Sign in to follow this  
Binary1010

[web] Installing ASP.NET applications to a remote server

Recommended Posts

As far as I can tell, the Web Setup project in VS2005 (it's also in VS2003) is used for installing ASP.NET applications, rather than juts copying the files up to a web server. However, the Web Setup project always attempts to install the application on my PC; is there any way I can make it install to a remote web server?

Share this post


Link to post
Share on other sites
ASPNET applications do not really need "installing". That is one of the good things.

I just use a batch file to copy the relevant files to a staging directory (by file type, i.e. without .cs etc), then copy from there into the web server.

Mark

Share this post


Link to post
Share on other sites
I know they don't have to be installed, but I want to re-distribute my BBS, written in ASP.NET, without giving away the source code. Any way I can do this?
EDIT: And if Web Setup projects aren't for installing ASP.NET applications, what are they for?

Share this post


Link to post
Share on other sites
Web Setup projects are for complex installations. Basic ASP.NET applications do not really *need* them. XCopy deployment will suffice.

VS2k5 has a publish feature that allows you to deploy to a remote server over a variety of transport mediums including ftp. Be careful though. Whatever directory you publish to should only contain files that are in your solution explorer, any other files will be deleted. I noticed this when I published to my wwwroot directory =/

XCopy deployment will result in the same thing that a Web Setup project does. Your source files aren't meant to be placed on the target machine. You just place the aspx pages, config files, and the DLLs in the bin directory.

Ignoring the fact that my web server was deleted and I needed to restore my wwwroot directory, the publishing option is pretty cool :)

~Graham

Share this post


Link to post
Share on other sites
You don't need to deploy the source code to the production server. In fact I never do so. I use xcopy32 to copy various types of files into a staging directory.

I do this by filename extension, including .dll (assemblies built in vs.net) but excluding source code (.cs) files.

Mark

Share this post


Link to post
Share on other sites
So I have to give away my .aspx files no matter what? Most of the main code, it seems like, is in the .aspx file... my goal is to make a BBS available to the public written in ASP.NET while keeping as much source code hidden as possible.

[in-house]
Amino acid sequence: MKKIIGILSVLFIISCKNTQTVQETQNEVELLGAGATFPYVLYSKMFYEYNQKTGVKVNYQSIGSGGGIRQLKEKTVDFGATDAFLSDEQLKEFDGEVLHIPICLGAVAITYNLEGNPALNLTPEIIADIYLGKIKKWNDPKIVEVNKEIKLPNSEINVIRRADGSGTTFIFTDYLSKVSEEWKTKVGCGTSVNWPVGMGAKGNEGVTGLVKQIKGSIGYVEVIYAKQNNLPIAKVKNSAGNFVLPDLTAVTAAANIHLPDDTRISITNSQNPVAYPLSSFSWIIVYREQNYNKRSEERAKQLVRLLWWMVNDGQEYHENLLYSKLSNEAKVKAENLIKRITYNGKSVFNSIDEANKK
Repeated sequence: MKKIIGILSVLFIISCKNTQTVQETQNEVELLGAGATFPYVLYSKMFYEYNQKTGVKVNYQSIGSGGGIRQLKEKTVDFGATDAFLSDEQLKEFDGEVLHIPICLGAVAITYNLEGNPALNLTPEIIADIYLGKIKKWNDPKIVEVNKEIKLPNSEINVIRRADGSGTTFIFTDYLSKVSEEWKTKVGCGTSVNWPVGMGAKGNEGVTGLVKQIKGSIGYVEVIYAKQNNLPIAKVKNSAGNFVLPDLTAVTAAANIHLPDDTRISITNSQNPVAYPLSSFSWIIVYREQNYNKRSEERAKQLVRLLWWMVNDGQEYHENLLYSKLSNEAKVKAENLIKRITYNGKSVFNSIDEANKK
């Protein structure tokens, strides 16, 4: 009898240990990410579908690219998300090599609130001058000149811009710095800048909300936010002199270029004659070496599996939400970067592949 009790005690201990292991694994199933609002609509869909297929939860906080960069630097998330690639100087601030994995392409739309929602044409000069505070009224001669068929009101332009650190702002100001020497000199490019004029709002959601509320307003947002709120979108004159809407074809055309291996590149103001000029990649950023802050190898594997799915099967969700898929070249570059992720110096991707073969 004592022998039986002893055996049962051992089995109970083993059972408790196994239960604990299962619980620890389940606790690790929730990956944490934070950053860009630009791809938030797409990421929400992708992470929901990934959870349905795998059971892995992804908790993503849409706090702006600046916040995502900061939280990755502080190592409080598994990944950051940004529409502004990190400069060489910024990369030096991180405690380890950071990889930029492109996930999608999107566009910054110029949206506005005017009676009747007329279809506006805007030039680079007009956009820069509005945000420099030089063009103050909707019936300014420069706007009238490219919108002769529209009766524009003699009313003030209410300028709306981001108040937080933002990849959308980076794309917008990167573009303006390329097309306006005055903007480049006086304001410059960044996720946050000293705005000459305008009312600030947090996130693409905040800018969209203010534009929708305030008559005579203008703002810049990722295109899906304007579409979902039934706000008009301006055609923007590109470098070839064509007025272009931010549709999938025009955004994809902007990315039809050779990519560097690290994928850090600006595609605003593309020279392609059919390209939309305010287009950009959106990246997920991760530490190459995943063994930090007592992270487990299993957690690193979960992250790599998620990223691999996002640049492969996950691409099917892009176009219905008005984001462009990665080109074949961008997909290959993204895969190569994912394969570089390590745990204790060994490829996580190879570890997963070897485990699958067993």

Share this post


Link to post
Share on other sites
Quote:
Original post by Binary1010
So I have to give away my .aspx files no matter what? Most of the main code, it seems like, is in the .aspx file.

You should have used code-behind files.

Share this post


Link to post
Share on other sites
Quote:
Original post by igni ferroque
Quote:
Original post by Binary1010
So I have to give away my .aspx files no matter what? Most of the main code, it seems like, is in the .aspx file.

You should have used code-behind files.


Not exactly sure what code-behind is, but I'll look into it... but even then, wouldn't I still have to distribute every single file, thus making all source code available?
EDIT: OK, new question: Once ASP.NET files have been compiled, can they run without the .cs files?

Share this post


Link to post
Share on other sites
Quote:
Original post by Binary1010
OK, new question: Once ASP.NET files have been compiled, can they run without the .cs files?


The aspx and ascx files do not get compiled (or at least, not ahead of time).

What you do is you write a "Code Behind" class, which is a class which *is* compiled ahead of time. The ASPNET system then builds the aspx file into another class which extends that class.

When you do "build" in vs.net it takes all your codebehind files, and builds them into an assembly (called a .DLL file but not the same as a win32 DLL) which is placed in /bin. At runtime, ASPNET loads this.

You can also write any other classes you want to (for example, utilities etc) and the compiler will build them into the same assembly.

Normal practice dictates that there should be no logic, and typically very little code, in the aspx files themselves.

Mark

Share this post


Link to post
Share on other sites

Create an account or sign in to comment

You need to be a member in order to leave a comment

Create an account

Sign up for a new account in our community. It's easy!

Register a new account

Sign in

Already have an account? Sign in here.

Sign In Now

Sign in to follow this